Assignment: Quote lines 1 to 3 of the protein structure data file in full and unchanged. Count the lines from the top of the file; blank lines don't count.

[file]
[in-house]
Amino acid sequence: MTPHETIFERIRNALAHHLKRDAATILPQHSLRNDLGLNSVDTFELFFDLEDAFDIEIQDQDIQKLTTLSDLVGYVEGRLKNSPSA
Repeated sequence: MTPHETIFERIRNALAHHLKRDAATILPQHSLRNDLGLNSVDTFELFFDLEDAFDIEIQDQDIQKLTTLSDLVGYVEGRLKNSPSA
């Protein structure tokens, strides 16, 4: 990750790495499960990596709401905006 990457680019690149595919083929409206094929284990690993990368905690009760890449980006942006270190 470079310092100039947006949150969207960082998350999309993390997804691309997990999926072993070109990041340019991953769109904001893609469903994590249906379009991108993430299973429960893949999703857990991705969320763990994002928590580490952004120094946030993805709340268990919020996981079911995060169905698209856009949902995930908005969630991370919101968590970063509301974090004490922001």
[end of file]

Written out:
[in-house]
Amino acid sequence: MTPHETIFERIRNALAHHLKRDAATILPQHSLRNDLGLNSVDTFELFFDLEDAFDIEIQDQDIQKLTTLSDLVGYVEGRLKNSPSA
Repeated sequence: MTPHETIFERIRNALAHHLKRDAATILPQHSLRNDLGLNSVDTFELFFDLEDAFDIEIQDQDIQKLTTLSDLVGYVEGRLKNSPSA